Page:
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Stillbirth: A Muslim Woman’s Perspective

Umm Yahya recounts the unIslamic approach she experienced after her miscarriage.

There is no heartbeat. I’m so sorry. It’s God’s Will,”said my gynaecologist. I was expecting my first child and had gone for what I assumed was a regular check-up, only to come out of it with my world turned upside down. Stillbirth was an unknown entity to me, something I knew existed, but not in my sphere. No. Children were born and raised. It was unthinkable. I had just started shopping for the baby, planning, dreaming, thinking of names… In a second, my life completely changed. Many have gone through this traumatic event. And numerous articles have been written on the reasons, statistics, etc. What I want our readers to know about is The Mother. The victim. How she gets through each day with maybe a niggling guilt at the back of her  mind. ‘Did I do something wrong?’ ‘Did I cause this in some way?’

 

 

 

As Muslims, this idea should not come into our minds. Allah plans. He controls every aspect of our expanding universe. He gives life and causes death. So why these feelings of guilt? I felt it. I swam in its ocean for sometime. Alhamdulillah, Qur’an and my family pulled me out of it. I know a few friends who have taken this same dip. Some have resurfaced, while some have been taken down it into depression. A reason? Society. Our so-called “safe haven”. People who are supposed to support us through iman. Islam is given a general application through prayer, fasting, hajj, etc. But individually, in day-to-day speech, the reliance on Allah is sorely lacking.

 

 

 

I was repeatedly criticized on the causes of my baby’s death. From my mode of transport to the food I ate – the common culprit centered around me. Not explicitly, but the underlying message was the same. These thoughts were from Muslim sisters. This may be cultural in origin,but they are not Islamic. And these ideas must change. We must rely on Allah even for the food we have. The car we drive. The child we lost.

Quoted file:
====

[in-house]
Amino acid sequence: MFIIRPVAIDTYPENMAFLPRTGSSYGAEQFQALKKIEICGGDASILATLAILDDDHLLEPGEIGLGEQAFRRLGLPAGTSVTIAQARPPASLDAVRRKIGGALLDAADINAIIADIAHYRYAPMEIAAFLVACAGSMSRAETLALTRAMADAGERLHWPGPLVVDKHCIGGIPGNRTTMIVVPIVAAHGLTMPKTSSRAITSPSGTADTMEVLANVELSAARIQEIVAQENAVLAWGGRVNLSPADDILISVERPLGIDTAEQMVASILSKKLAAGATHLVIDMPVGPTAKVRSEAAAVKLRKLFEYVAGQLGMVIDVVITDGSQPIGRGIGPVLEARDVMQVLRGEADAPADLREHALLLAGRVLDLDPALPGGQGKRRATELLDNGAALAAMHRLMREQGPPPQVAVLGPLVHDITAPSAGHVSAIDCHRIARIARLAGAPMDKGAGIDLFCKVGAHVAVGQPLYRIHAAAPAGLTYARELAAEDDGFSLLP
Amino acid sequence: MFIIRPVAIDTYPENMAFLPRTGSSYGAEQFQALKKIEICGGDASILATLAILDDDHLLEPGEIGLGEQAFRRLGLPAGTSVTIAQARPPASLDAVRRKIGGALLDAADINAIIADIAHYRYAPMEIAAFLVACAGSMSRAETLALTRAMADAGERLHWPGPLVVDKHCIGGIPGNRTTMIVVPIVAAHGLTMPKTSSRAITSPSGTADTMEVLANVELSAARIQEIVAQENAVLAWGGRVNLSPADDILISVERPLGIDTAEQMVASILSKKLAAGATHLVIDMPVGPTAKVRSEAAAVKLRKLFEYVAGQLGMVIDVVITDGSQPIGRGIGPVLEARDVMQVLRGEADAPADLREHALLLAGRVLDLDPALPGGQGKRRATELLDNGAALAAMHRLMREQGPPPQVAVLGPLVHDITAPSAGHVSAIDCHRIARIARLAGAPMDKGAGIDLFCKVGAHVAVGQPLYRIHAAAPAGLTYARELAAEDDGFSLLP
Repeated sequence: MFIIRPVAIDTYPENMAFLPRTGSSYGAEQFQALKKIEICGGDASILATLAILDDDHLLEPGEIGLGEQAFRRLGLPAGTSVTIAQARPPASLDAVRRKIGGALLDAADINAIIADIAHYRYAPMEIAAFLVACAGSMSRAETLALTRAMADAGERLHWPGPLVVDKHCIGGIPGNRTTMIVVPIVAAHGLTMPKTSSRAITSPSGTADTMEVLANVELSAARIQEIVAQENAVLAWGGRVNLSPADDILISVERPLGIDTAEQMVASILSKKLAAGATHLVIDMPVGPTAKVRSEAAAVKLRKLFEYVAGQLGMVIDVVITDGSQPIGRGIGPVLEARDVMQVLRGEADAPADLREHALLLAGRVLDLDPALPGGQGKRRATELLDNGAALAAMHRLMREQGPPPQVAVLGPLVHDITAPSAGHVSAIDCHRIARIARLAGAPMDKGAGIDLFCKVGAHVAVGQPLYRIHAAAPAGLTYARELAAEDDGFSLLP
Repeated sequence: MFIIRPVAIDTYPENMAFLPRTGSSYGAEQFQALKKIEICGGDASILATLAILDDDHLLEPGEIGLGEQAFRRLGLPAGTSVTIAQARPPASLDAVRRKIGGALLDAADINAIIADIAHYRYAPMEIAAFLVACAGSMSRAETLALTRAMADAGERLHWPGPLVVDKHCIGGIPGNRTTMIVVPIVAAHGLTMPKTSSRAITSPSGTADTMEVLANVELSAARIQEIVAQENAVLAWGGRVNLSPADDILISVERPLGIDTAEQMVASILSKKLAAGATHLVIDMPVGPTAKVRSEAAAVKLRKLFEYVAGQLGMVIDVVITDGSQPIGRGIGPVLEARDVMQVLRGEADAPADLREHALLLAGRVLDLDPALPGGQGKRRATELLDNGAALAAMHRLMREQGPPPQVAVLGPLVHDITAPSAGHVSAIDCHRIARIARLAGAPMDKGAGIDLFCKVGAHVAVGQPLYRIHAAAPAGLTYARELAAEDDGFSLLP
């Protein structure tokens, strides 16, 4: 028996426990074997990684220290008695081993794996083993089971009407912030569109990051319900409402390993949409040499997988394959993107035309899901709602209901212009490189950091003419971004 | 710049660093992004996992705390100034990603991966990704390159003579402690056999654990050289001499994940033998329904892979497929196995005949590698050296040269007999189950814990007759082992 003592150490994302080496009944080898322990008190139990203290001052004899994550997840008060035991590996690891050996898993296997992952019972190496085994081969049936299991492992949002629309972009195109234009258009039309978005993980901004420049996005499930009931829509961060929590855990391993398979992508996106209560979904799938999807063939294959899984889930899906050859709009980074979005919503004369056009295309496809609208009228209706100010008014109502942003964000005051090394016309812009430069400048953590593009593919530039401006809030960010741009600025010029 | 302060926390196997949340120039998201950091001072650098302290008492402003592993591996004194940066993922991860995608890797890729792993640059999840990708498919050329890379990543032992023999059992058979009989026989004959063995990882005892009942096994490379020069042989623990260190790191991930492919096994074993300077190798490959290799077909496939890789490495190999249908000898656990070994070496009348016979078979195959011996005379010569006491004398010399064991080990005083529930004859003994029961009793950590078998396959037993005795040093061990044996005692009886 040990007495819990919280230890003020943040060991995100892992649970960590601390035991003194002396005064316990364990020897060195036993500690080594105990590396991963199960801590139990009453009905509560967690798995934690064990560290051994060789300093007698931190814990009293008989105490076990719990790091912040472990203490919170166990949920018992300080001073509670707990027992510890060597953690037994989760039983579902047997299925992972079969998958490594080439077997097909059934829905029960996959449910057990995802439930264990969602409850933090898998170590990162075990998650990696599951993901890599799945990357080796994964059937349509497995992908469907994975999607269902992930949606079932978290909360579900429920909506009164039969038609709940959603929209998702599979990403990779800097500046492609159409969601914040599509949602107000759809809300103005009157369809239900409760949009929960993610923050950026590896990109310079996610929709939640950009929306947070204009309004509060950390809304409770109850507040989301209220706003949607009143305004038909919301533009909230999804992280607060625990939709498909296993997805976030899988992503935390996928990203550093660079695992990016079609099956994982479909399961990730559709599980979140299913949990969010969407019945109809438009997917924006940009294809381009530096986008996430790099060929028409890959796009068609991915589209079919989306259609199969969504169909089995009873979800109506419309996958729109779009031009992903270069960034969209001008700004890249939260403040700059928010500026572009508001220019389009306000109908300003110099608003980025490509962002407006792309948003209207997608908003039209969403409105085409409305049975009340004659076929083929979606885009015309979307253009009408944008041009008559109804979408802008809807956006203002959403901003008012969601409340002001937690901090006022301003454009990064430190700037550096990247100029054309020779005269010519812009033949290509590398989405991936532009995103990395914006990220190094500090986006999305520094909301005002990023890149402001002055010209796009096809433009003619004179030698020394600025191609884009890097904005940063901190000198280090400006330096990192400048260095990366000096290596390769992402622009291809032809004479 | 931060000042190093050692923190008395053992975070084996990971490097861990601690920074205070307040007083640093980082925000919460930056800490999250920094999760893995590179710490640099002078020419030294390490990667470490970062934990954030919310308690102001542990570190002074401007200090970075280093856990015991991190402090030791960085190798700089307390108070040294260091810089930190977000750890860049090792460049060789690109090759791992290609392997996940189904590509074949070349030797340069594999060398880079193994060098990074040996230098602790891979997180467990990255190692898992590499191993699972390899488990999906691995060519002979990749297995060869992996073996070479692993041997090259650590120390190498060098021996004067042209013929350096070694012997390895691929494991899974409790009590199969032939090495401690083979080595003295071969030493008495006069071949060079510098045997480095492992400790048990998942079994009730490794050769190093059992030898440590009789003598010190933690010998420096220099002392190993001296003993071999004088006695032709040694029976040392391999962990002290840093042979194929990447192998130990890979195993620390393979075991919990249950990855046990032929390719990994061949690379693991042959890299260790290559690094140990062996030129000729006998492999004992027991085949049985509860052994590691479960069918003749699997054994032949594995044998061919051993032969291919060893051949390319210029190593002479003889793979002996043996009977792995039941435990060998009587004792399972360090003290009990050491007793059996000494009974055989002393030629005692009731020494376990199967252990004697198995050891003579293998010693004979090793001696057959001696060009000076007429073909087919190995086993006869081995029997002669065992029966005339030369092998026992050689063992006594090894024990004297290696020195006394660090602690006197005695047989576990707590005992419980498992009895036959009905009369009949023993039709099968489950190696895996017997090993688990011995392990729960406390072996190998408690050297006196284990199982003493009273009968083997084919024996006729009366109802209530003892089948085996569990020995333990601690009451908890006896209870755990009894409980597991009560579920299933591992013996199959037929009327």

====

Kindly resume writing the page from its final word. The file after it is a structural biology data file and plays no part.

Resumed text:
The lesson I’ve learnt from this experience,and which I’ve explained to others in a similar position, is  this: it was not your fault. You are not to blame. You would never willfully harm your child in any way. Allah loves you dearly. He tests us in order to raise us in rank in the Akhirah. Your grief is understandable. The Prophet (SAW) grieved for the loss of his son Ibraheem.

 

 

 

Cry. Grieve. Time truly does heal wounds. Do not fear the future. Allah answers our duas. He never refuses our pleas. You will have your beautiful baby in Jannah and another in this world as well, Insha Allah. Keep hoping. Stay positive. Be happy. Alhamdulillah ala kulli haal!

 

 

 

READ MORE:

Finding Hope in Miscarriage

Having been inspired by her sister and several ahadith, Samina Farooq writes a heartfelt letter to her sister’s child who died pre-term.

 

 

Losing a Child

Khalida Haque talks to two Muslimahs about how they managed their very different losses.

 

 

Umm Yahya is a secondary school chemistry teacher turned mother-to-a-toddler. She’s a baker and an avid reader who is drawn like a magnet to crosswords!